A computer based in Russia was able to breach the Washington, D.C., Metro system earlier this year, the Metro’s Office of the Inspector General (OIG) said in a new report.
The partially redacted report, released Wednesday and first reported by The Washington Post, said the Washington Metropolitan Area Transit Authority’s (WMATA) cybersecurity group detected “abnormal network activity originating in Russia” in January.
Initial findings indicated a computer in Russia accessed “a sensitive WMATA directory” with the credentials of a contractor who no longer worked for Metro, but whose high-level access had been maintained in hopes that the contract would be renewed. The investigation found “the computer in Russia was turned on at the direction of the former contractor who remotely accessed his computer in Russia.”
The OIG says it raised concerns about “possible cybersecurity vulnerabilities” to WMATA in 2019, arguing vulnerability assessments and testing of system components were not being conducted. WMATA then contracted a security company that produced a findings report, a copy of which the OIG says it received in February, despite earlier requests.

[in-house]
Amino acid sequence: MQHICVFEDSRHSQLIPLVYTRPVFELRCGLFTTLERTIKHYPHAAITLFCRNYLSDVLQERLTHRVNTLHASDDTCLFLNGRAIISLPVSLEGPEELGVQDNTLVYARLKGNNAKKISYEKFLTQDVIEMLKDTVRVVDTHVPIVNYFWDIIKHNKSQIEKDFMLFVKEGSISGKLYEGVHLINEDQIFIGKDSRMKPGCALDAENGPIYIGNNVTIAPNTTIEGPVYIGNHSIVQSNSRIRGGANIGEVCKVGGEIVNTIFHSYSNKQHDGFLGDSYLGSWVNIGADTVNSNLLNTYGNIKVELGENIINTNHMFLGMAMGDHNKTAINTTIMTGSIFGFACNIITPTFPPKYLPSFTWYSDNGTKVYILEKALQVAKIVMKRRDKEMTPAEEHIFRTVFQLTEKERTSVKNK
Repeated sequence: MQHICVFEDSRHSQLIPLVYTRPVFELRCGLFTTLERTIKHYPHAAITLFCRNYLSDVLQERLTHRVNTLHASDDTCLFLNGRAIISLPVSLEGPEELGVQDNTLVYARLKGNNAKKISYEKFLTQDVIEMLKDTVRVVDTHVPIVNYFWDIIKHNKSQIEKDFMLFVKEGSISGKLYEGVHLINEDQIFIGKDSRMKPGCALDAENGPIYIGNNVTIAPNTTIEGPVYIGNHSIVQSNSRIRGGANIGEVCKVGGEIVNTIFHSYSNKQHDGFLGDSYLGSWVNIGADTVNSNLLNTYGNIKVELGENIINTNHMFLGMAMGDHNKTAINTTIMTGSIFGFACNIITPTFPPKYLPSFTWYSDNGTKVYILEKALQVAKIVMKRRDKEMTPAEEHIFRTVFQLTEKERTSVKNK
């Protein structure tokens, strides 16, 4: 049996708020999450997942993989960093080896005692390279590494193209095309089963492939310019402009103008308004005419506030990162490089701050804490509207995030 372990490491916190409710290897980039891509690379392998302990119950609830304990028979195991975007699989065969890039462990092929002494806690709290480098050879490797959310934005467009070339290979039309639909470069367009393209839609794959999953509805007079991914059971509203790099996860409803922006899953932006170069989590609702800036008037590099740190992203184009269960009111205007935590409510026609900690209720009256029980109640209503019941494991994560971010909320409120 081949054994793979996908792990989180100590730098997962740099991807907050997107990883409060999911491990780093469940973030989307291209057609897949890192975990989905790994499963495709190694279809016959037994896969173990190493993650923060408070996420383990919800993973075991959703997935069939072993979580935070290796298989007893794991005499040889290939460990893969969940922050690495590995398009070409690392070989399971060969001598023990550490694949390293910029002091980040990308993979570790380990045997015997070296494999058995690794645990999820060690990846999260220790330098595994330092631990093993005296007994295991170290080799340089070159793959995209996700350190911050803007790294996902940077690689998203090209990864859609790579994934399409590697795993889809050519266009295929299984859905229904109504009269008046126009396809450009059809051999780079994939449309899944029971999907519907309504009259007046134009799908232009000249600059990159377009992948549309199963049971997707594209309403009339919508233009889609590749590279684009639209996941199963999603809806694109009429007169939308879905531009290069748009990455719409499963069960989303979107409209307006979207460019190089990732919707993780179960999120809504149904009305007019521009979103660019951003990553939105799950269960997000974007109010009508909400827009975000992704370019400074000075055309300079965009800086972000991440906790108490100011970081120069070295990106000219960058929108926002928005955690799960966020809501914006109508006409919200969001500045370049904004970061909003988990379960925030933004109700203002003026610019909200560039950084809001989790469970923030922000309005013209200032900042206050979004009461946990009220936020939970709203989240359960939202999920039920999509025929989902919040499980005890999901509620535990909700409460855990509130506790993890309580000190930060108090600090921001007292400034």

“Given the current threat environment, the report stated that it can be assumed vulnerabilities currently do or will exist within WMATA’s systems. These vulnerabilities, if left unaddressed and subsequently become exploited by a threat, could render WMATA susceptible to unacceptable outcomes,” the latest OIG document reads.
In a response included in the published report, Torri T. Martin, Metro’s chief information officer, and Elizabeth Sullivan, chief audit and risk officer, wrote to “respectfully note that the Report fails to recognize that the IT department has made measurable improvements in its cybersecurity program as demonstrated by successfully closing 142 out of 168 OIG corrective action plans … since 2019.”
An investigation of the Russian activity by the Microsoft Detection and Response team, they said, did not find that content accessed through the breached computer in January was synchronized onto the Russian device, and “no indications of persistence or ongoing malicious activity” were noted.
The IT department is now reviewing the OIG and Microsoft assessments and recommendations, Martin and Sullivan said.
“Where a new program or process may be needed, we will develop an actionable plan and milestones based on available resources and appropriate [corrective action plans],” they wrote.
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